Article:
New sanctions coming on Ukraine. Could Vladimir Putin himself be targeted?

The US, other G-7 countries, and the EU are expected this week to impose new economic sanctions on Russian businesses and individuals because of Russia's escalating military activity in Ukraine.

Sergei Grits/AP
A Ukrainian army soldier guards a checkpoint near the village of Malinovka, 20 kilometers from Slovyansk in eastern Ukraine. Insurgents have taken a number of hostages, including journalists and pro-Ukraine activists, as they strengthen their control there.

As tensions rise in Ukraine, a senior White House official Sunday said the US will increase sanctions on Russia this week, including measures meant to punish President Vladimir Putin’s wealthy inner circle. Meanwhile, the New York Times reports, the US is investigating what is believed to be Mr. Putin’s substantial personal wealth.

Making the rounds of Sunday TV news show, deputy national security adviser Tony Blinken detailed the effects that he said current sanctions have had on Russia: financial markets down 22 percent since the beginning of the year, the ruble at an all-time low, $70 billion in capital moved out of the country.

Additional US sanctions to be imposed as soon as Monday, together with new sanctions from the other G-7 countries (Canada, France, Germany, Italy, Japan, and the United Kingdom), will have "a significant impact on the Russian economy,” Mr. Blinken said.

"We'll be looking at taking steps as well with regard to high technology exports to their defense industry,” he said. “All of this together is going to have an impact.”

Blinken said the sanctions are aimed at a compact Putin made with the Russian people to deliver economic growth in exchange for political complacency. The penalties are making fulfillment of his promise difficult for Putin.

"We're already seeing projection for growth going into under 1 percent this year. So that compact is eroding and he has very hard choices to make," Blinken said.

Blinken appeared on CNN's "State of the Union," CBS' "Face the Nation" and NBC's "Meet the Press."

In a statement Friday, G-7 leaders said, “We reiterate our strong condemnation of Russia's illegal attempt to annex Crimea and Sevastopol, which we do not recognize.”

“We have now agreed that we will move swiftly to impose additional sanctions on Russia,” the seven leaders said. “Given the urgency of securing the opportunity for a successful and peaceful democratic vote next month in Ukraine's presidential elections, we have committed to act urgently to intensify targeted sanctions and measures to increase the costs of Russia's actions.”

Speaking at a news conference in Malaysia Sunday, President Obama said, “We’re going to be in a stronger position to deter Mr. Putin when he sees that the world is unified and the United States and Europe is unified, rather than this is just a US-Russian conflict.”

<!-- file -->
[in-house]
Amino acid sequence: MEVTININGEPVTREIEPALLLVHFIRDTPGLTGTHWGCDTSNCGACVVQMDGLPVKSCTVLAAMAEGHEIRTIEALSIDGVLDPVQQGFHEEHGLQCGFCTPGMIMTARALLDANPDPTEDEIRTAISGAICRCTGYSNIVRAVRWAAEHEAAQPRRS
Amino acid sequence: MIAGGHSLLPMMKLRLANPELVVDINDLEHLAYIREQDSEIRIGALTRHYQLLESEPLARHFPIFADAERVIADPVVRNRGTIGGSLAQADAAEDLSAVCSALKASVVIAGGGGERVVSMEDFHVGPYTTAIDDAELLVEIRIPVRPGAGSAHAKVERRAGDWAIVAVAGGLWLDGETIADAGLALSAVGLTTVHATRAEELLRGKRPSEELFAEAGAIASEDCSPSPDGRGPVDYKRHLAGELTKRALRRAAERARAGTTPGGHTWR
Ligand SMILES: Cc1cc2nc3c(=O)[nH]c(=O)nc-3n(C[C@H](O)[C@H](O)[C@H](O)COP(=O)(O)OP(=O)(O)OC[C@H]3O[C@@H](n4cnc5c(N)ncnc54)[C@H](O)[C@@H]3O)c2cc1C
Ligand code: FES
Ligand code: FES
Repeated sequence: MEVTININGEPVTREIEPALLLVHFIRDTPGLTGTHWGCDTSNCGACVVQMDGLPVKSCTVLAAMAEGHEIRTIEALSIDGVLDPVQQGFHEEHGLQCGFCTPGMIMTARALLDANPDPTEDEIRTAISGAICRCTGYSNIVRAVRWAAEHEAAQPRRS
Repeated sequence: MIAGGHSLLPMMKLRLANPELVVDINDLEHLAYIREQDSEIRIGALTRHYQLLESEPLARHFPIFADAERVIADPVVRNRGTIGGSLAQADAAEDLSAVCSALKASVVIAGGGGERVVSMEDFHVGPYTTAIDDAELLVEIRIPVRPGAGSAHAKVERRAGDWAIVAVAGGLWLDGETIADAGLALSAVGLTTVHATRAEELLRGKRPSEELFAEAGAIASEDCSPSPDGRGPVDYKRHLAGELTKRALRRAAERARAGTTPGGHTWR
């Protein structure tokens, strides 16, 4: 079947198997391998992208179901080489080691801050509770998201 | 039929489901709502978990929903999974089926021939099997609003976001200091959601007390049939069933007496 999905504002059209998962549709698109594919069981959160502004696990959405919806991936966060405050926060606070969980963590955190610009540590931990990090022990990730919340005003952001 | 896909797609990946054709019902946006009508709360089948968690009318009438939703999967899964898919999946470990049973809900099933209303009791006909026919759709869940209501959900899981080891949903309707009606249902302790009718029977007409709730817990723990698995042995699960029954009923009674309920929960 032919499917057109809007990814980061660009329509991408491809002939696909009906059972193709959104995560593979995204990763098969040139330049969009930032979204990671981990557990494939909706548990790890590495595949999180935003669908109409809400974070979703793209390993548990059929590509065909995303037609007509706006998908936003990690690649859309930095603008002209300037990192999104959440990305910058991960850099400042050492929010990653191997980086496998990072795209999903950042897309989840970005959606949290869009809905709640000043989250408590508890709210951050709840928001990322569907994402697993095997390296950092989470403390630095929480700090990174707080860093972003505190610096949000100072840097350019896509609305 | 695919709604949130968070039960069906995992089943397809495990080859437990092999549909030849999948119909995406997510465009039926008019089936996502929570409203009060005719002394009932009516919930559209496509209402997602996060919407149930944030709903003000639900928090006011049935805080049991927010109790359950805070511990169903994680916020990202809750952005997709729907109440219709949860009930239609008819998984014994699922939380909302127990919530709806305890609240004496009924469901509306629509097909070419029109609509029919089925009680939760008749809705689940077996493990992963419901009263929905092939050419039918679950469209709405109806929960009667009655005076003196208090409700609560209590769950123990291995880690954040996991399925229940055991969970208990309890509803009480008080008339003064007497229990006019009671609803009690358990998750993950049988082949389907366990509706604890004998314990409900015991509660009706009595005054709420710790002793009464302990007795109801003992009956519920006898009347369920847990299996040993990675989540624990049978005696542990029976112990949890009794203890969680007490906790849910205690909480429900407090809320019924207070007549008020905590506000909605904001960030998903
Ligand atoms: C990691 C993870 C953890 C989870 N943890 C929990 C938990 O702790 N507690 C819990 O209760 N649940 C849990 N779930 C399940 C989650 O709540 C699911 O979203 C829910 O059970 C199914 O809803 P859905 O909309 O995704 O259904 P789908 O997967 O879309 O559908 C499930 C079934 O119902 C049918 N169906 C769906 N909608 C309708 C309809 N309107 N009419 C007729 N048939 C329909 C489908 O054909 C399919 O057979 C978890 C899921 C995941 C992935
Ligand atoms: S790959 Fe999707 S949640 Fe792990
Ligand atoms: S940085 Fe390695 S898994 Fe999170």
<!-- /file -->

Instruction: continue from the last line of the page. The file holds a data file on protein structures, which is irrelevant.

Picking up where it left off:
Such comments are meant to counter Putin’s assertion that the US is reviving the Cold War between what used to be the world’s two superpowers or attempting to separate Ukraine from Moscow’s sphere of influence.

Speaking on CBS' "Face the Nation,” Sen. Bob Corker, (R) of Tennessee, the top Republican on the Senate Foreign Relations Committee, said sanctions so far are "not creating the kind of pain within Russia that will cause Putin to change his behavior."

"To me, hitting four of the largest banks there would send shockwaves into the economy. Hitting Gazprom would certainly send shockwaves into the economy," Sen. Corker said, referring to Russia's state gas monopoly.

Senior EU diplomats will meet on Monday to discuss the next steps and are expected to add 15 more names to a list of Russians subject to asset freezes and a travel ban, Reuters reports.

Whether or not something like that would ever include Putin – directly or indirectly – remains an open question.

“For years, the suspicion that Mr. Putin has a secret fortune has intrigued scholars, industry analysts, opposition figures, journalists and intelligence agencies but defied their efforts to uncover it,” the New York Times reported Sunday. “Numbers are thrown around suggesting that Mr. Putin may control $40 billion or even $70 billion, in theory making him the richest head of state in world history.”

Trying to put the pinch on Putin’s personal wealth in addition to that of his wealthy associates – if indeed he is a wealthy man – would amount to “nuclear” escalation, the Times reports.

“Some Obama administration officials have argued for releasing details of what the United States knows about Mr. Putin’s wealth to expose him to the Russian public, a suggestion so far resisted by the White House,” according to the Times report. “Some lawmakers in Congress are discussing legislation to require the administration to publish an estimate of Mr. Putin’s overall worth.”

Putin and Obama have spoken directly about the crisis in Ukraine several times in recent weeks, most recently in a call initiated by Putin on April 14.

But writing for the Daily Beast, senior correspondent for national security and politics Josh Rogin reports that “these calls are now on hold for the indefinite future, due to their lack of progress and frustration on both sides.”

This report includes material from the Associated Press.

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